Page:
Karnataka Leads, Becomes The First State In India To Come Up With The Good Samaritan Law
The World Health Organisation estimated in 2010, that India has the highest number of road accident deaths in the world at approximately 15 deaths per hour. A number of studies have shown that 80 percent of the road accident victims could be saved when medical treatment is made available within one hour of the accident. But there are certain apprehensions that prevent people from helping the hapless victims. The biggest deterrent is the fear of being questioned by the hospital staff and police, and spending time going to courts till the case is closed. Efforts are made to protect bystanders by implementing the Good Samaritan law. Karnataka is poised to become the first state to introduce a bill in this regard.
Karnataka has become the first state in India to come out with a legislation for the Good Samaritan law in order to protect the people who help accident victims. The Karnataka Good Samaritan and Medical Professional Bill, will be tabled in the forthcoming legislative session.
Almost two years ago, the Supreme Court of India emphasized on framing guidelines to protect bystanders to reduce their hesitation to assist. Fear of being sued or prosecuted for unintentional injury or wrongful death prevents many from coming forward to save lives. The Supreme court directives prompted the Union Road Transport Ministry to come out with law that will be a relief to bystanders.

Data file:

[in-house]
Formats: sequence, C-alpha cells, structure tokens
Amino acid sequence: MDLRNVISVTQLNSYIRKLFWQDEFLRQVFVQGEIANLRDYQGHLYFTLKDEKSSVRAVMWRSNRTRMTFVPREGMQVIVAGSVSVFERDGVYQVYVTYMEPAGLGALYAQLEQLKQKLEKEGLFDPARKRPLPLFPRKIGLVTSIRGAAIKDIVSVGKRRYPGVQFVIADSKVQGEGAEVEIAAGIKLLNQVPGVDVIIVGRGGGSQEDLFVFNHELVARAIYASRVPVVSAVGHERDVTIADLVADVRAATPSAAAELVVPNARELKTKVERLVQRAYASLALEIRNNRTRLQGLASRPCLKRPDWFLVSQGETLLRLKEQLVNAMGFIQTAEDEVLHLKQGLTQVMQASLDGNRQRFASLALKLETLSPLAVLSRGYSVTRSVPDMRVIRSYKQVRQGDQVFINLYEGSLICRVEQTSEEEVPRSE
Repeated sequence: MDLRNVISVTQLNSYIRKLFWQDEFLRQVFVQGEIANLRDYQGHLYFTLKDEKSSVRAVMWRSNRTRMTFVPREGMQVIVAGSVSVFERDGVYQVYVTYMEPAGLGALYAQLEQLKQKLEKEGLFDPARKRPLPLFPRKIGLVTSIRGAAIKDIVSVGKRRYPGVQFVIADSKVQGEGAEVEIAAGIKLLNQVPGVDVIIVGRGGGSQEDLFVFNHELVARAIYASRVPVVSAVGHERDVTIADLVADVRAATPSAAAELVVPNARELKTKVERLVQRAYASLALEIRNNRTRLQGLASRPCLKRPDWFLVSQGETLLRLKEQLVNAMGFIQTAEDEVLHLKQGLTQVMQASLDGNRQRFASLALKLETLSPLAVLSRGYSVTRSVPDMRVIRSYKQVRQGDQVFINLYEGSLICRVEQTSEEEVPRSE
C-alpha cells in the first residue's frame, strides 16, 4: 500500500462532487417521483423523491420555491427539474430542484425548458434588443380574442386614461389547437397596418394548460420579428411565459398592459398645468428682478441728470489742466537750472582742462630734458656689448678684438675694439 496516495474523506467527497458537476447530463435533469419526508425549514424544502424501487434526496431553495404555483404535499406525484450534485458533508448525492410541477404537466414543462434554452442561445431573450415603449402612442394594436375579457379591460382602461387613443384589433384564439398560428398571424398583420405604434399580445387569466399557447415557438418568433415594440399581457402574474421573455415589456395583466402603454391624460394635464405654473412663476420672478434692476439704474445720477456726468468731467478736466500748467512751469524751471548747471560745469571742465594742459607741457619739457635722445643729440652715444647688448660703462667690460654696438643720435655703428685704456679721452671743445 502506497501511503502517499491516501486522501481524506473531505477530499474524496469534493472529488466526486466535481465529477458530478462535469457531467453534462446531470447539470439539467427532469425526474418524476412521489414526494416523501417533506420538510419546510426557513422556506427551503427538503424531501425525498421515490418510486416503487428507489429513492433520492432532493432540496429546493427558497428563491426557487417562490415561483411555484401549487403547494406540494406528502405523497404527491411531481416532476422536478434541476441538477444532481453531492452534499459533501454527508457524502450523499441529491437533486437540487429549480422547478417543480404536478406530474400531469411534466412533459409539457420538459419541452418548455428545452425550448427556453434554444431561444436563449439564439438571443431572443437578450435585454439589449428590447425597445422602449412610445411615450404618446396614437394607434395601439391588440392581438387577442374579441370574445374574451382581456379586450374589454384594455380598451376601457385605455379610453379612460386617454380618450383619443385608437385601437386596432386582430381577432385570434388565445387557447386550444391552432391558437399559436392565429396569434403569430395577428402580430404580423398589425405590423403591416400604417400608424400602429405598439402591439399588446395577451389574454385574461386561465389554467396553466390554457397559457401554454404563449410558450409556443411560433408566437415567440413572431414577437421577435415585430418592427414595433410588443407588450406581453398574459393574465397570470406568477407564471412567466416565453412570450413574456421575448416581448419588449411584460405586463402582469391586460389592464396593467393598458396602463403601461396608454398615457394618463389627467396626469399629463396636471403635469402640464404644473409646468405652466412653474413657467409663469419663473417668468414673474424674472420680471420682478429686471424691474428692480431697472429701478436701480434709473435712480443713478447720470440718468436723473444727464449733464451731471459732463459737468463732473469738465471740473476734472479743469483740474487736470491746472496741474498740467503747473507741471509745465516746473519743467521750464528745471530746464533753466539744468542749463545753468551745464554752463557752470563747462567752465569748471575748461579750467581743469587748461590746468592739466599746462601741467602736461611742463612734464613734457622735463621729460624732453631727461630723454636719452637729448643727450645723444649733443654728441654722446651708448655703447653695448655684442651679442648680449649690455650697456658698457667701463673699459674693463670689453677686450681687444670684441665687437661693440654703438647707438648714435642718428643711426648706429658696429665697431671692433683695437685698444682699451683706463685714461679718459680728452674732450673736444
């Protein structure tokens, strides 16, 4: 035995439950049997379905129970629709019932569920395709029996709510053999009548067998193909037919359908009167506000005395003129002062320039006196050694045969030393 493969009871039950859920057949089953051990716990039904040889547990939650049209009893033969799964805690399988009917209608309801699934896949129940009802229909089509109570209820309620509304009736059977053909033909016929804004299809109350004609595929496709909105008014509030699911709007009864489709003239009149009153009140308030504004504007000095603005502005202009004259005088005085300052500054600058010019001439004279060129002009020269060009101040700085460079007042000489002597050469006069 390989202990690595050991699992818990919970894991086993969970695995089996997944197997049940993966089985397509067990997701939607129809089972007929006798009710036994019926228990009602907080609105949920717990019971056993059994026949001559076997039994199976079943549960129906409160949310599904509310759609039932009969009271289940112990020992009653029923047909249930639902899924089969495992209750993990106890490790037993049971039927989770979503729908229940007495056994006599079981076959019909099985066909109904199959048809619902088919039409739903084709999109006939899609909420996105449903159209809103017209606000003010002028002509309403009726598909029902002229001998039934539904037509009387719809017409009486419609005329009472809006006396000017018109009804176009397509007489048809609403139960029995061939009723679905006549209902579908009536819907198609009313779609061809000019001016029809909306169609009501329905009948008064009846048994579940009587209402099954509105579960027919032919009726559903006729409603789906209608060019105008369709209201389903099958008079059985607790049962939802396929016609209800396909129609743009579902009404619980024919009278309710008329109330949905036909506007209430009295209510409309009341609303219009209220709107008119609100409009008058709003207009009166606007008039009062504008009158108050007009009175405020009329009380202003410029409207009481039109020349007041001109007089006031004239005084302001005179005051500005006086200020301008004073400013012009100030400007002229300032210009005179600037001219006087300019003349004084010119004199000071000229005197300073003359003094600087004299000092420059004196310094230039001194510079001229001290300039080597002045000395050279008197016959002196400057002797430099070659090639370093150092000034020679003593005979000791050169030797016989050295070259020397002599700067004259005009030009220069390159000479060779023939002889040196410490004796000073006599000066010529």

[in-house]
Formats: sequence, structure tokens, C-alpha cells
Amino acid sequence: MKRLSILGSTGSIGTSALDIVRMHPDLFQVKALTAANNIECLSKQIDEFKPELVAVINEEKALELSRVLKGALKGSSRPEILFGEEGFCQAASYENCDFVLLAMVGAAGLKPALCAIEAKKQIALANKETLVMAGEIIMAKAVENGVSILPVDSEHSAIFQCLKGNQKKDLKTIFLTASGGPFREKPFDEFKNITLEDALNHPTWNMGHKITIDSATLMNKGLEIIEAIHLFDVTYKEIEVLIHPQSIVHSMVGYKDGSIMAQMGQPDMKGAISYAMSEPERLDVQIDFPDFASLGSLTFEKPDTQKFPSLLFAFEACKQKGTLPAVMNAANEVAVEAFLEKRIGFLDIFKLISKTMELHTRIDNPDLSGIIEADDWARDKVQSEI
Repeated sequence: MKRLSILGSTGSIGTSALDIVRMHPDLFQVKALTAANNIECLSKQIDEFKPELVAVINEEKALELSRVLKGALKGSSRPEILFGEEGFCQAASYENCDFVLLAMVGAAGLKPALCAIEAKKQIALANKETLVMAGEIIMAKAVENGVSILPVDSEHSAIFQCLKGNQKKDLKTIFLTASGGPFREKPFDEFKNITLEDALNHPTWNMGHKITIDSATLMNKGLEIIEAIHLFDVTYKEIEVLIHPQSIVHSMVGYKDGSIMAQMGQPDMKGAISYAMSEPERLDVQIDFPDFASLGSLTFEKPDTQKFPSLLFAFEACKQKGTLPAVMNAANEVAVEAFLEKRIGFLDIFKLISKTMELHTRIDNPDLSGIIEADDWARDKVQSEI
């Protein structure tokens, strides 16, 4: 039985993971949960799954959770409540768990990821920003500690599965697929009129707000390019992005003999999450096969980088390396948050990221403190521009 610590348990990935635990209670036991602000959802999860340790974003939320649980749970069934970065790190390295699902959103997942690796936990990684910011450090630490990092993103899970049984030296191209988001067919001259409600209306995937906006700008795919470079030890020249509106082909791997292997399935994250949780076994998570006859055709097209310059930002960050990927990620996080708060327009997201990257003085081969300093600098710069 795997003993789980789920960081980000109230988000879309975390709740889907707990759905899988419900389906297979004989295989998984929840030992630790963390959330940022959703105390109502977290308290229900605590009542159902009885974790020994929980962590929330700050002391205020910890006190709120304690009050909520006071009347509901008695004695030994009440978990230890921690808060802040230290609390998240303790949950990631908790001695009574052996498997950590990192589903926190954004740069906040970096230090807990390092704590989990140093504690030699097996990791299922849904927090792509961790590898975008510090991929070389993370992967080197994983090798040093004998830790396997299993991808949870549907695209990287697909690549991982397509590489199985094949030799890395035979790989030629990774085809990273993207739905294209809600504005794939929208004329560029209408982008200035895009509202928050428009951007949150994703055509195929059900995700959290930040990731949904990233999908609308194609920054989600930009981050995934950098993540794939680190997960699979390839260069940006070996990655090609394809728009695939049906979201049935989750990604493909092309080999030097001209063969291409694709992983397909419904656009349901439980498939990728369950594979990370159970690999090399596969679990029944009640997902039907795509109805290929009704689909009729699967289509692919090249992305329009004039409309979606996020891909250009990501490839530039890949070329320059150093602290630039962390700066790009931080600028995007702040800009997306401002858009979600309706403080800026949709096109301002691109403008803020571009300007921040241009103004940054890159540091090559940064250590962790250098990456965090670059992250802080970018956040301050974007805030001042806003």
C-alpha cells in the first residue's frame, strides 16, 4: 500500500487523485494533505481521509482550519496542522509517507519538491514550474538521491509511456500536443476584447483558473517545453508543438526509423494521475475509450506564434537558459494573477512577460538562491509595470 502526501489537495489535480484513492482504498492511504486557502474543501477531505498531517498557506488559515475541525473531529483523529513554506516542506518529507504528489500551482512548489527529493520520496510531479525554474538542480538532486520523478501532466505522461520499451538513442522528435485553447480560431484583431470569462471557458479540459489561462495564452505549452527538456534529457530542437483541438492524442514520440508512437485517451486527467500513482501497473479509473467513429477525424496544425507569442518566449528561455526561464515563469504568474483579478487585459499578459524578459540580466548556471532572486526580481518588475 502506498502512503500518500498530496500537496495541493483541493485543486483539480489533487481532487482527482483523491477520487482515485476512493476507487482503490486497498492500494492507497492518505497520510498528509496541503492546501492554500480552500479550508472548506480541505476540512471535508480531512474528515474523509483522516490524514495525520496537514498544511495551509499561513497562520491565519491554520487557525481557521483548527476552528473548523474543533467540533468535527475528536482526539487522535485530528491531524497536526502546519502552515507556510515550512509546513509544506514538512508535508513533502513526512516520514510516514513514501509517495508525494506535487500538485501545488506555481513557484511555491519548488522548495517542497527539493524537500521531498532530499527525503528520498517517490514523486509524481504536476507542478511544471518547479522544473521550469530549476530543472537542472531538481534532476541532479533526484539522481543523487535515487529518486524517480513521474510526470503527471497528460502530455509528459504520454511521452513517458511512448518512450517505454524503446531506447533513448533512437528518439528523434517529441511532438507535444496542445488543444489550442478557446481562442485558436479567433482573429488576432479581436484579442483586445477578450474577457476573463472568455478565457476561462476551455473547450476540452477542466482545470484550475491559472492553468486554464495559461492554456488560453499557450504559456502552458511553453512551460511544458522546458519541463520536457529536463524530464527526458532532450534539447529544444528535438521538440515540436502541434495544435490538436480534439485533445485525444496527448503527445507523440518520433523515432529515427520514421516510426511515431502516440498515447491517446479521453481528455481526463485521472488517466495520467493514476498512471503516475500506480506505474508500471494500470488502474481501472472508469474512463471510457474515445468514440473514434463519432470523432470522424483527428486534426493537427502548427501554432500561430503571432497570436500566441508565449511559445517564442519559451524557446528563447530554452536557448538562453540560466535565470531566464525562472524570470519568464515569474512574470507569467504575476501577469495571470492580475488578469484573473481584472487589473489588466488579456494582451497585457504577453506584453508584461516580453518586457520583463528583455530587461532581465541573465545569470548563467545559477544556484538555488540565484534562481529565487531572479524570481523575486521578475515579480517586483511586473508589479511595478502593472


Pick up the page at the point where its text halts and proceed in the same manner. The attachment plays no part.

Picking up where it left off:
“However, Karnataka will be the first state in the country to come out with a legislation that prevents Good Samaritans from getting embroiled in protracted police probes and prosecution processes,” said law minister T B Jayachandra, as reported by The Times of India.
“There have been several cases where people have been found busy clicking photos or making videos of the victims, instead of saving them by administering first-aid or rushing them to nearby hospitals. Three months ago, I was travelling on a highway, when I reached an accident spot. A truck, following brake failure, had run over people who were standing at a bus stop nearby. What shocked me was the reaction of the bystanders. They were dissuading others from reaching out to the victims for fear of getting trapped in legal wrangles. With this legislation, we want to make it clear that those helping accident victims won’t be subjected to harassment from police or be forced to attend courts,” said Jayachandra, as reported by The Times of India.
The Logical Indian welcomes this move by the Karnataka government and believes that it will help save more lives.
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